Sunday, December 26, 2021

"The Fab Floor"

By Jerry Zezima

This old man, he is dumb, he played knickknack with some rum.

The geezer in question is, naturally, yours truly. And I am floored to tell you that in order to get new flooring in the dining room and the living room of my house, I moved approximately 1,387 knickknacks, tchotchkes (I had to look up how to spell it) and, yes, bottles of booze from one room to another.

I would have swept it all under the rug except that we needed new rugs in both rooms to replace the magic carpets that were pulled up and left on the curb. The carpets magically disappeared when the garbage guys hauled them away.

Because a man’s home is his hassle, I was required to help transfer all that stuff when my wife, Sue, the lady of the manor, in a manner of speaking, said she wanted new floors.

“Wouldn’t new ceilings be easier?” I asked.

“No,” Sue answered flatly. “We are going to get vinyl flooring.”

“Is that your vinyl answer?” I wondered.

“Yes,” she said. “Let’s call Anthony.”

That would be Anthony Amini, our contractor, who owns Performance Contracting and Management. He and his crew have done several great jobs at our house, including roofing and siding that would be the envy of any home improvement show.

Anthony’s standout assistant is Andy Campanile, a handyman par excellence who does bricklaying, plumbing and, of course, flooring.

Before they started this daunting project — which included putting new floors in the front hallway and the adjacent half-bathroom, which was entirely redone and made me flush with excitement — Sue and I had to shop for new rugs.

“I’ll take you out to lunch,” she promised.

“I’ve been out to lunch for years,” I replied.

“I know that,” Sue said. “I mean, I’ll buy you lunch if you come to the store with me.”

It was a place that not only sells rugs, furniture and all other kinds of household items, but also has a restaurant that serves, among other offerings, Swedish meatballs.

Stuffed more than the seat cushion of my favorite easy chair, I staggered through the aisles as Sue looked for the perfect covering to lay down in the dining room.

When she had settled on a rug, I asked if I could settle on the rug to take a nap.

“No!” she exclaimed, strongly implying that I was, indeed, out to lunch.

Then came the hard part: Bringing almost everything in the dining room to the living room so Anthony and Andy could install a new floor. That meant emptying the liquor cabinet, which contained the aforementioned rum, as well as whiskey, gin, vodka and so many other spirits that they could have anesthetized an army.

We also had to clean out the hutch, which contained glasses, china and silverware that, if put on a scale, would have weighed more than a pregnant walrus.

As I labored to cart stuff into the living room, I was hunched over like the Hutch-back of Notre Dumb.

When the dining room was finished, we had to reverse the process: Bring everything back to the dining room and also bring everything from the living room to the dining room so Anthony and Andy could put down a new floor in the living room.

It was a room with a whew.

The items included Hummels, lamps and enough books to fill a wing of the New York Public Library.

When Anthony and Andy had put down the new floor, Sue and I had to — you guessed it! — transfer everything back to the living room.

I must say that the flooring looks great, Anthony and Andy did another terrific job, and Sue is thrilled.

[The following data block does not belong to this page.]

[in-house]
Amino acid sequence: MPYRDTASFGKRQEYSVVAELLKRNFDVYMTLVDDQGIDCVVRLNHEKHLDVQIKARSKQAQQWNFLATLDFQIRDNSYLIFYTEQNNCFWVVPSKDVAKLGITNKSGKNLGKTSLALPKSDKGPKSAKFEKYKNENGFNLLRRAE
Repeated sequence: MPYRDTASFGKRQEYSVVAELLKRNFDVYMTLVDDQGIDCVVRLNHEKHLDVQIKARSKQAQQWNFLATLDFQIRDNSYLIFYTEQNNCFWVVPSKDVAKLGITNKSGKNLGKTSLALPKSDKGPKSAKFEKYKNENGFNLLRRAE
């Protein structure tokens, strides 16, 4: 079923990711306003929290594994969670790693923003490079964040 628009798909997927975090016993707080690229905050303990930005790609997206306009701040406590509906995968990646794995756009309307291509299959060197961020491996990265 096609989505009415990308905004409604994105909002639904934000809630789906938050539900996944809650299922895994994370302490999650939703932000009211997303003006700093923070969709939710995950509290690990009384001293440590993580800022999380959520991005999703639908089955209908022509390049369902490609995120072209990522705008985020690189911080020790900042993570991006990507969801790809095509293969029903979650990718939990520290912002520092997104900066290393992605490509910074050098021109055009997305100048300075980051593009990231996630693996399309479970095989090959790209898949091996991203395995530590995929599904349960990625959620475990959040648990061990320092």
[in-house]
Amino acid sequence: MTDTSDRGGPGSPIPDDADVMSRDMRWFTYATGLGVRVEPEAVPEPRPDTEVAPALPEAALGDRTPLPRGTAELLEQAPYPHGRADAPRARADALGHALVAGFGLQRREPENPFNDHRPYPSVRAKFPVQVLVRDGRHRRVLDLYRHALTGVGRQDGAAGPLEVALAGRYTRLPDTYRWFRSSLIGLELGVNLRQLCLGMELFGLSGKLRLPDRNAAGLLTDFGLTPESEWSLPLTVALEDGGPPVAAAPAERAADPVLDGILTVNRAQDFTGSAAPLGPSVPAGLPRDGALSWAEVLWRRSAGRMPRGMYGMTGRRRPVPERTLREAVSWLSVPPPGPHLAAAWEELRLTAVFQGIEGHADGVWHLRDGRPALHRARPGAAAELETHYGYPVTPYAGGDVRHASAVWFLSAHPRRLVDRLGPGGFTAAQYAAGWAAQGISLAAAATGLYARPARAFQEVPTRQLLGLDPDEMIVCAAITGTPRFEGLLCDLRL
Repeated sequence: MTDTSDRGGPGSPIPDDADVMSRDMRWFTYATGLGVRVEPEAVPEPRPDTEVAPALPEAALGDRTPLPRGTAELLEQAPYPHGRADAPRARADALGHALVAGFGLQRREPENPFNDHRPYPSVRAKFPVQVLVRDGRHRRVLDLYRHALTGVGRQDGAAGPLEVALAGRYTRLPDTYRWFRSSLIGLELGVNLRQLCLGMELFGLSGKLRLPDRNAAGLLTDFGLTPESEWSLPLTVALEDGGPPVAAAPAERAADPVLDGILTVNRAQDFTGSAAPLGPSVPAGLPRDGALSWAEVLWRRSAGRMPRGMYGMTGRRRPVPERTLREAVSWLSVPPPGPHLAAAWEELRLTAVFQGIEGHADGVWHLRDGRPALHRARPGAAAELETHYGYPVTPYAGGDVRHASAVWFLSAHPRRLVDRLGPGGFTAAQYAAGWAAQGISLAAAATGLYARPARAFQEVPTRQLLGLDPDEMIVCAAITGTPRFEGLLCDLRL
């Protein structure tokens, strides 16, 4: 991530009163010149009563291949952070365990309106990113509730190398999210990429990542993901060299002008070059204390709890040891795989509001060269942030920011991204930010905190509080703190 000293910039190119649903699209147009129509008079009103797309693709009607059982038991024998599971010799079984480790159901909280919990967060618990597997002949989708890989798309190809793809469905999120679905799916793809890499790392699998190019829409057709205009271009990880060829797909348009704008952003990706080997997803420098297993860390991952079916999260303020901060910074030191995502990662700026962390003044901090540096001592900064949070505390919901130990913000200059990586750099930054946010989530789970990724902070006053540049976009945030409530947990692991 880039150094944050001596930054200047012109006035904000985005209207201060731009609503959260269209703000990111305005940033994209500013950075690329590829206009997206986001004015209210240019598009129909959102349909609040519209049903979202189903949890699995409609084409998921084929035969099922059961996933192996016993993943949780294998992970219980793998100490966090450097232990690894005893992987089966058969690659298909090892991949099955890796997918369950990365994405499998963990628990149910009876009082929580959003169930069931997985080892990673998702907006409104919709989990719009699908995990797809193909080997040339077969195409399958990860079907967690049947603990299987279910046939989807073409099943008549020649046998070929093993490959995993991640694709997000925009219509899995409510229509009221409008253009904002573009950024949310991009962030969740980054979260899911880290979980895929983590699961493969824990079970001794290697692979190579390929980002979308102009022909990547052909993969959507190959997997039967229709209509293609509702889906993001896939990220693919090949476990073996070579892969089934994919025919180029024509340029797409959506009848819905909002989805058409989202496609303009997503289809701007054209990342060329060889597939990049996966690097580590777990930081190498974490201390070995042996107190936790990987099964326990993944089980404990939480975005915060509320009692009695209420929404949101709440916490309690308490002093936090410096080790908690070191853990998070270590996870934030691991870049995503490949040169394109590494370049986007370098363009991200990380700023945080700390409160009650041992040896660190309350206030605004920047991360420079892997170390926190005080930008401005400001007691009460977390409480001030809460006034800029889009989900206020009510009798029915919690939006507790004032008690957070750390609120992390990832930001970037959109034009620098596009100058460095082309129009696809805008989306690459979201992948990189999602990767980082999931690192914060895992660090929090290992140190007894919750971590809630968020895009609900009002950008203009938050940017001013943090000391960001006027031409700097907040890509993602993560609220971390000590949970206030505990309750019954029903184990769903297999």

As for me, this old man can’t wait to sit down, take a deep breath and play knickknack with some rum.

Copyright 2021 by Jerry Zezima

Sunday, December 19, 2021

"The 2021 Zezima Family Christmas Letter"

By Jerry Zezima

Since I am in the holiday spirit (and, having just consumed a mug of hot toddy, a glass of eggnog and a nip of cheer, the holiday spirits are in me), I have decided to follow in that great tradition of boring everyone silly by writing a Christmas letter.

That is why I am pleased as punch (which I also drank) to present the following chronicle of the Zezima family, which includes Jerry, the patriarch; Sue, the matriarch; Katie and Lauren, the daughtersiarch; Dave and Guillaume, the sons-in-lawiarch; and Chloe, Lilly, Xavier, Zoe and Quinn, the grandchildreniarch.

Dear friends:

It sure has been an eventful year for the Zezimas!

The family got a shot in the arm by getting shots in the arm. It wasn’t so easy for Jerry and Sue because they couldn’t schedule an appointment for their first vaccinations, so Katie and Lauren, who are a tad more tech savvy than their parents, went online and made appointments for them.

At the suggestion of college buddy and fellow father Tim Lovelette, who said, “That’s why God gave us kids — to keep us alive,” Jerry tried to get a shot and a beer. Unfortunately, the bar was closed.

But Jerry and Sue did get both rounds of the vaccine, plus a later booster, which encouraged Jerry to needle everyone else. When he told Olivia, the nice medical technician who gave him his second shot, that now the public wouldn’t be safe from his stupid jokes, she said, “People may have to be vaccinated against you.”

This newfound freedom, after many months of quarantine, enabled Jerry and Sue to have family reunions. One of the best occurred when they drove to Washington, D.C., to visit Katie, Dave, Xavier, Zoe and Quinn, whom they hadn’t seen in a year and a half.

They went to the zoo (surprisingly, Jerry wasn’t put on exhibit with the other monkeys), had fun at a kiddie birthday party (it wasn’t for Jerry), watched Zoe and Quinn’s soccer practice (Jerry got a kick out of it), took Xavier to a baseball game (Jerry had a ball but didn’t catch one), saw the sights (Jerry wasn’t one of them) and generally had a grand time (because Jerry and Sue are grandparents).

As they were leaving, Katie told Jerry that Zoe and Quinn, who were infants during the previous visit, had joined the other grandkids in “The Cult of Poppie.”